Faculty Seminar Advisor

Max Geier



Type (DCMI Terms)


Document Type


Publication Date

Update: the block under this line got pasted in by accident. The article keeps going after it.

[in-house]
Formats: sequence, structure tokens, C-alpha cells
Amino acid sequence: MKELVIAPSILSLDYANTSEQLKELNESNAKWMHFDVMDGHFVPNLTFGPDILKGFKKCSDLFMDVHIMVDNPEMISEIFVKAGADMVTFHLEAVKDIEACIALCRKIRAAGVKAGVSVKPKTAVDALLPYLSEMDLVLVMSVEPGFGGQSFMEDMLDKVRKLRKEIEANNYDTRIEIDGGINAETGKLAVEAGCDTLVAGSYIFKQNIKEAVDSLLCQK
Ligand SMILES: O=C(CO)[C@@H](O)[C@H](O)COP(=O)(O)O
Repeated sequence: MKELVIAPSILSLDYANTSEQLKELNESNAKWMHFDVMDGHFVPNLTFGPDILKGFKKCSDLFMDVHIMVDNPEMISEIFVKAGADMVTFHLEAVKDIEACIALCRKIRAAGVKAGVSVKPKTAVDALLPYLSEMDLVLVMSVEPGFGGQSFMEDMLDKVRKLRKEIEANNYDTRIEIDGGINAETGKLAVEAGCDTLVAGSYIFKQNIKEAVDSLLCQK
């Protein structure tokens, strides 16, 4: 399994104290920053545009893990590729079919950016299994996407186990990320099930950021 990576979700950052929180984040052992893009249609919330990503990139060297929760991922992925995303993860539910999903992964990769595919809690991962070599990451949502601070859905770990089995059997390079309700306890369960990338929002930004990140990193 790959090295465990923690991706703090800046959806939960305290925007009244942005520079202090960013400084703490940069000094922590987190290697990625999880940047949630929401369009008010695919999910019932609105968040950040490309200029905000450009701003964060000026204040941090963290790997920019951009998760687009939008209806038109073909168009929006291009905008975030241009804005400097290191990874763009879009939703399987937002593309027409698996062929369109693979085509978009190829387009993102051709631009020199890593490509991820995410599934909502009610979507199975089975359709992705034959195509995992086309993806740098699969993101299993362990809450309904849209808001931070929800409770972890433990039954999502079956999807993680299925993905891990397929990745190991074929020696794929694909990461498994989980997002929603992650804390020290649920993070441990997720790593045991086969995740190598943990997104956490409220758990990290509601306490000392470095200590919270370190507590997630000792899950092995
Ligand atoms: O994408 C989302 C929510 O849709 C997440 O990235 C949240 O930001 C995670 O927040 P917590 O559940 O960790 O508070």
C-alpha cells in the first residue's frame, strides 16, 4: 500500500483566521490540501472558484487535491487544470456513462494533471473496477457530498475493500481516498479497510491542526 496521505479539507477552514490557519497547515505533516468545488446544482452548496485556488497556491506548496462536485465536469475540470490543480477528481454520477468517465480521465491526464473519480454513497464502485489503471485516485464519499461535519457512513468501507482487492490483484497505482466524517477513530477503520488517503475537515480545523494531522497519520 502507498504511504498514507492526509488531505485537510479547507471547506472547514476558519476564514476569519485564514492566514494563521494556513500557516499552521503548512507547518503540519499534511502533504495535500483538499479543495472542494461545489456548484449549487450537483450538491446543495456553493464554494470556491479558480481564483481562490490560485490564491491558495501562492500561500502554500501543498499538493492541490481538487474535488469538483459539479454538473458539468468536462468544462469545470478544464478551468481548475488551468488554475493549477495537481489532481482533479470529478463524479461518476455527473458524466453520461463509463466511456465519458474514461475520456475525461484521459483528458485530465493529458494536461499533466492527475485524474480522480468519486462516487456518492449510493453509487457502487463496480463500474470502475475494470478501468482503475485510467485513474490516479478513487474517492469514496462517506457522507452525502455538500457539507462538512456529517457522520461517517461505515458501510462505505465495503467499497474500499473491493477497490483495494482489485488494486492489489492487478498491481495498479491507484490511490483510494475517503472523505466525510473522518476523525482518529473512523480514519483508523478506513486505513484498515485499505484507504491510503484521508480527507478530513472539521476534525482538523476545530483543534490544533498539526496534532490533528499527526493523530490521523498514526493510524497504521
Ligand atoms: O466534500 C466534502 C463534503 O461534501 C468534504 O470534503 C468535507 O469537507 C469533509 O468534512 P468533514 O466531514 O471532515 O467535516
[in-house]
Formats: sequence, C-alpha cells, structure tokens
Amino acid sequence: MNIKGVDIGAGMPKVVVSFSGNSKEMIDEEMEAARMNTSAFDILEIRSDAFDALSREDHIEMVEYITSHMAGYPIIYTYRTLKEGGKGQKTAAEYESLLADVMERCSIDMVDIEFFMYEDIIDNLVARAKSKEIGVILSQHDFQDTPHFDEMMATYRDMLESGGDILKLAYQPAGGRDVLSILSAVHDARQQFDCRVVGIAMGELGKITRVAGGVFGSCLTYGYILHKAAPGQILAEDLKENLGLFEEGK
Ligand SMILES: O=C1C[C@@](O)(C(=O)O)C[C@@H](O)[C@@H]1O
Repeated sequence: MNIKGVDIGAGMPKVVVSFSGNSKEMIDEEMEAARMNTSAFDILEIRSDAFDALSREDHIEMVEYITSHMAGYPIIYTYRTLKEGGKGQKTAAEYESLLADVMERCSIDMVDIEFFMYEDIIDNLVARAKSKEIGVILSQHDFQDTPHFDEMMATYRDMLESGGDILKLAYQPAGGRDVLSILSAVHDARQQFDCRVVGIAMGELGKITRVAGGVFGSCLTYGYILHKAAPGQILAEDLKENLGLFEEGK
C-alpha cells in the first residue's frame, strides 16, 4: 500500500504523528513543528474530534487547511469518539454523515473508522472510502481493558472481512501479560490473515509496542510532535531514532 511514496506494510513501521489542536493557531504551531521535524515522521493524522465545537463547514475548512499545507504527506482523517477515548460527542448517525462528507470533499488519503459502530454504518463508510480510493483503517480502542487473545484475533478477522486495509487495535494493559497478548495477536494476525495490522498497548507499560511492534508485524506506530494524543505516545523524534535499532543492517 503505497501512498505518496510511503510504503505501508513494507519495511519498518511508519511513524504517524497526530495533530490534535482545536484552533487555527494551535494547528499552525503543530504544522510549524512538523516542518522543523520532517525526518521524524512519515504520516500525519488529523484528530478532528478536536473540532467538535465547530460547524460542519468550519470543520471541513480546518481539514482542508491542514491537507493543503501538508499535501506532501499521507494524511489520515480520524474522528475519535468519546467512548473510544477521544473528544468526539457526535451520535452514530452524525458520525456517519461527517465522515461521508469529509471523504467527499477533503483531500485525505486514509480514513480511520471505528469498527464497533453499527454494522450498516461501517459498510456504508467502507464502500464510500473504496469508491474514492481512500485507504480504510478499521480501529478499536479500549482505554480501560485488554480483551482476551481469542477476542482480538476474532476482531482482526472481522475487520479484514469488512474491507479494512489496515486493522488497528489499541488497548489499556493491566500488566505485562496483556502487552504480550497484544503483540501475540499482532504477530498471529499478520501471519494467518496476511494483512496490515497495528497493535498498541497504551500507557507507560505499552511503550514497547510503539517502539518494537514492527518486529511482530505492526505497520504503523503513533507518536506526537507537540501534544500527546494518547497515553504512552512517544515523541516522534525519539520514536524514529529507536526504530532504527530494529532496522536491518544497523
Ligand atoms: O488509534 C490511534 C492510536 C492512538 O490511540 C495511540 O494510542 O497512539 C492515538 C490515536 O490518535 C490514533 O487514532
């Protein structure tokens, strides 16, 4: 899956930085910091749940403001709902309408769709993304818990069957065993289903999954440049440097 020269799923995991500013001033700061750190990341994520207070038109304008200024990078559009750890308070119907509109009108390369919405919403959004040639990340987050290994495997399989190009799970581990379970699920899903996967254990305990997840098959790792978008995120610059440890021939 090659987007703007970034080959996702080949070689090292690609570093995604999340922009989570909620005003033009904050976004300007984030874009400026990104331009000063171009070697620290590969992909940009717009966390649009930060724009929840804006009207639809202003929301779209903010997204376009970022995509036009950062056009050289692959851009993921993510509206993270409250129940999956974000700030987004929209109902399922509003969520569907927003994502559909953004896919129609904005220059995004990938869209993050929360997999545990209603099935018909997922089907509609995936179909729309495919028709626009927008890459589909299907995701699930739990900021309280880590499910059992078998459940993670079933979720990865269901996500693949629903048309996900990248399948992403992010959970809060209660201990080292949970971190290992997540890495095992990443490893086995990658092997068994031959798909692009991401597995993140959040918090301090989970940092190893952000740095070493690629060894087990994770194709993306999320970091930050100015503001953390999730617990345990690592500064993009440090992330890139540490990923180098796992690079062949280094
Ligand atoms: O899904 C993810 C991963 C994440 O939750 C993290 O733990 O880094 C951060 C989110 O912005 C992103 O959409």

Christopher Columbus' discovery of the Americas in 1492 opened a whole new world to the Europeans. The discovered land held new resources, new territory, and new peoples. Conquistadors were enthralled by the lure of gold and territory. But the Spanish government and colonists faced the problem of the nature and status of the people that already inhabited these lands. Were they to be treated as equals, serfs, or slaves? Were they even really people? The answers to these questions were complex and unclear. The Spanish crown made many laws regarding how the natives and colonists should interact, however, much of this legislation was ignored by colonists and conquerors. Most of the colonists were more than happy to exploit the natives, but some religious orders opposed this exploitation. One of the most outspoken defenders of indigenous rights was the Dominican Order. An especially tenacious Dominican defender of natives' rights was Fr. Bartolome de Las Casas, who campaigned for native rights during the early and mid-sixteenth century. As this paper will show, Las Casas’ championship of indigenous rights was shaped by his European heritage.